2. I posted my raw notes from Wednesday’s main roundtable sessions here.
  3. Based on a quick show-of-hands in the management roundtable session, nearly all of us consider ourselves to be spiritual leaders, but few of us are actively asking those reporting to us about their spiritual lives.  That seems to be a huge growth area for most of us.
  4. Enjoyed meeting Daryl Hunter of, who was there with CITRT-veteran Mark Burleson. The CITRT benefits greatly from the participation of the very largest churches such as LifeChurch and Second Baptist.  They are dealing with things the rest of us haven’t encountered yet and illuminate the path ahead.  They challenge us, stretch us, and inspire us.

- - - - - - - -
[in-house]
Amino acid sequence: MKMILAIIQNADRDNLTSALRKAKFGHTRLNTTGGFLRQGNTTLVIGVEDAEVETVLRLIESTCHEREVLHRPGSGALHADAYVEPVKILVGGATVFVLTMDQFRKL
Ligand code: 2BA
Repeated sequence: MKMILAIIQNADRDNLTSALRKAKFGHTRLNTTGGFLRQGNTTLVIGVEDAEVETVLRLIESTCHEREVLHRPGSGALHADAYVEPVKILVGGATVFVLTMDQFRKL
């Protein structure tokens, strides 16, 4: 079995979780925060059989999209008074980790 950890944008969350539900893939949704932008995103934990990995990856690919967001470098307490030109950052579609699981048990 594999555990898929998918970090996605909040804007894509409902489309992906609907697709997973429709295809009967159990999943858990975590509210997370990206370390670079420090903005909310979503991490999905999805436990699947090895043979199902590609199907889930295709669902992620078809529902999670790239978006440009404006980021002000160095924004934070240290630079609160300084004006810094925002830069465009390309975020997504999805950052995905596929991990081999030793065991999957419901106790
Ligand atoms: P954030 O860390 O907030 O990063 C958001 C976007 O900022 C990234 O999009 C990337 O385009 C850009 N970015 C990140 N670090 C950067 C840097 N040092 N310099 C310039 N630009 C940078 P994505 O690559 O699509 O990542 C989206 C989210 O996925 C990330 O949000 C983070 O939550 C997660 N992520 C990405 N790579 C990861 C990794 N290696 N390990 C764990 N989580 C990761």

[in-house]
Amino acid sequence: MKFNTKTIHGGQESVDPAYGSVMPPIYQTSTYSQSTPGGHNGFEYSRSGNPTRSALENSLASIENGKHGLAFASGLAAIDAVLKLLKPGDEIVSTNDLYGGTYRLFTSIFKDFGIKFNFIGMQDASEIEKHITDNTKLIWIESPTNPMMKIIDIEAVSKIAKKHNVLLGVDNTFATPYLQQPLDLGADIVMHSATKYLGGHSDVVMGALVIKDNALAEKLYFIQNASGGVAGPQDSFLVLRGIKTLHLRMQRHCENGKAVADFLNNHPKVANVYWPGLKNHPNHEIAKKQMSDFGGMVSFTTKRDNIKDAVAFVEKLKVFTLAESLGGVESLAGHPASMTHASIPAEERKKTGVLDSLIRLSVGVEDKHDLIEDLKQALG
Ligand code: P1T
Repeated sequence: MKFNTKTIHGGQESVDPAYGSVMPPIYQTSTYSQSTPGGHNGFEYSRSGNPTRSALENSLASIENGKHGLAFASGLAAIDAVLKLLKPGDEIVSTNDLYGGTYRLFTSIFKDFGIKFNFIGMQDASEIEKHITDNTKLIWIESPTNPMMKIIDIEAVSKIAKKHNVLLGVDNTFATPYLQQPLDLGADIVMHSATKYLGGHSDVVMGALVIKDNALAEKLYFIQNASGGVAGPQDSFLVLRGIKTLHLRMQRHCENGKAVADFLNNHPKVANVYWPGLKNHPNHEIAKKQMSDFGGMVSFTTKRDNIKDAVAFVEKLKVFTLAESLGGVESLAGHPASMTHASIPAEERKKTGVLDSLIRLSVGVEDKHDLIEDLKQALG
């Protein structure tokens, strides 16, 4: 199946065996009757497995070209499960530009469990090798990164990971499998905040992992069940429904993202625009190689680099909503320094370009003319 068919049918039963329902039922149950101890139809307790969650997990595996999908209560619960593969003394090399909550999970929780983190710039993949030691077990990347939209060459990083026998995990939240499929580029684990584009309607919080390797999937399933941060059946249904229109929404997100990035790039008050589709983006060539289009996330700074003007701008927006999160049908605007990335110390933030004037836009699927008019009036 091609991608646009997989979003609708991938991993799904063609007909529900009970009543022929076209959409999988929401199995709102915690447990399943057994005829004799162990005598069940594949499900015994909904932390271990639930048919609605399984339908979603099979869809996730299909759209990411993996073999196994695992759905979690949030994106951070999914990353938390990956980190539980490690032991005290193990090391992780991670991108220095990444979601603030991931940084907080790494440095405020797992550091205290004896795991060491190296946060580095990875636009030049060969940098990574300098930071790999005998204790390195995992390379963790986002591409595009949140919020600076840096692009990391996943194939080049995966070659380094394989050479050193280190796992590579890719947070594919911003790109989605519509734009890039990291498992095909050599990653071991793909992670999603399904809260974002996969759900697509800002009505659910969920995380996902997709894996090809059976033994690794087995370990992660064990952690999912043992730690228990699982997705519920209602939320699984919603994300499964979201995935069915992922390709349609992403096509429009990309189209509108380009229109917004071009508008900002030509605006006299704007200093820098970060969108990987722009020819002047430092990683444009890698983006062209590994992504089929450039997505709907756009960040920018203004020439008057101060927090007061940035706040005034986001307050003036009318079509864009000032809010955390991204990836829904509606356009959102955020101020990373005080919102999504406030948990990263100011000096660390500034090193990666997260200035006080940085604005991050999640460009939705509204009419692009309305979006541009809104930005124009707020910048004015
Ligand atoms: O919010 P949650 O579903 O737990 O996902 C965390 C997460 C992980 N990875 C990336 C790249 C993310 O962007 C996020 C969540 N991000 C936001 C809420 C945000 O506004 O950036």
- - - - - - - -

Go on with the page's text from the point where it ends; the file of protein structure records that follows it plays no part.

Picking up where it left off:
5. Having run an IT professional services firm, I found myself in an instant friendship with Scott Smith, CEO of Solerant.  There are hundreds of IT firms in every major city, but few are committed to serve churches as their primary market and fewer still offer the level of talent and expertise present on Solerant’s team.  One of my action items from the roundtable is to find a project I can outsource to Solerant in order to develop the relationship further.
  6. My first in-person encounter with Blackbaud left me very impressed.  I took the opportunity to have a frank conversation with Liz Marenakos, one of their product managers.  Considering we had just met, she allowed me to push her hard.  She seemed genuinely interested in understanding the needs of local churches and working through the process of adapting their technology and pricing models to fit us.  I strongly urged her to come visit me in Kansas City for an in-depth follow-up conversation.  I hope she will, particularly after what we learned when we toured Blackbaud on Friday.  They have an extraordinarily powerful framework upon which to build products for churches.